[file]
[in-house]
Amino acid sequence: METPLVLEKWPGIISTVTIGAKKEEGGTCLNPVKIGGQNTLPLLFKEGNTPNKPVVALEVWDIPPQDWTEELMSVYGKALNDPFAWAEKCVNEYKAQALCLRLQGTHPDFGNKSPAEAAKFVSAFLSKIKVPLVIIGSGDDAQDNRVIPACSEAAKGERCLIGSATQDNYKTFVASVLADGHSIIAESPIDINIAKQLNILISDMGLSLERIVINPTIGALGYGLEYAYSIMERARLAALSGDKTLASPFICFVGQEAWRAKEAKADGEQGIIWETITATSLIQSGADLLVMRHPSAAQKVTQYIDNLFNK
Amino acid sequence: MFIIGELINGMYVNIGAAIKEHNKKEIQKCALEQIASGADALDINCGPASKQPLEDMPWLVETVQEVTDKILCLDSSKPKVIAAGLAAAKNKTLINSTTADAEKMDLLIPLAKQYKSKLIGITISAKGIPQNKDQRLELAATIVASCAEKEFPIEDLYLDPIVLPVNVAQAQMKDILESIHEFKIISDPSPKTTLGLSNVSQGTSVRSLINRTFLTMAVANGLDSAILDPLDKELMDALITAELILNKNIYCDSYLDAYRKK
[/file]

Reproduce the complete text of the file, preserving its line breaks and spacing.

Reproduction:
[in-house]
Amino acid sequence: METPLVLEKWPGIISTVTIGAKKEEGGTCLNPVKIGGQNTLPLLFKEGNTPNKPVVALEVWDIPPQDWTEELMSVYGKALNDPFAWAEKCVNEYKAQALCLRLQGTHPDFGNKSPAEAAKFVSAFLSKIKVPLVIIGSGDDAQDNRVIPACSEAAKGERCLIGSATQDNYKTFVASVLADGHSIIAESPIDINIAKQLNILISDMGLSLERIVINPTIGALGYGLEYAYSIMERARLAALSGDKTLASPFICFVGQEAWRAKEAKADGEQGIIWETITATSLIQSGADLLVMRHPSAAQKVTQYIDNLFNK
Amino acid sequence: MFIIGELINGMYVNIGAAIKEHNKKEIQKCALEQIASGADALDINCGPASKQPLEDMPWLVETVQEVTDKILCLDSSKPKVIAAGLAAAKNKTLINSTTADAEKMDLLIPLAKQYKSKLIGITISAKGIPQNKDQRLELAATIVASCAEKEFPIEDLYLDPIVLPVNVAQAQMKDILESIHEFKIISDPSPKTTLGLSNVSQGTSVRSLINRTFLTMAVANGLDSAILDPLDKELMDALITAELILNKNIYCDSYLDAYRKK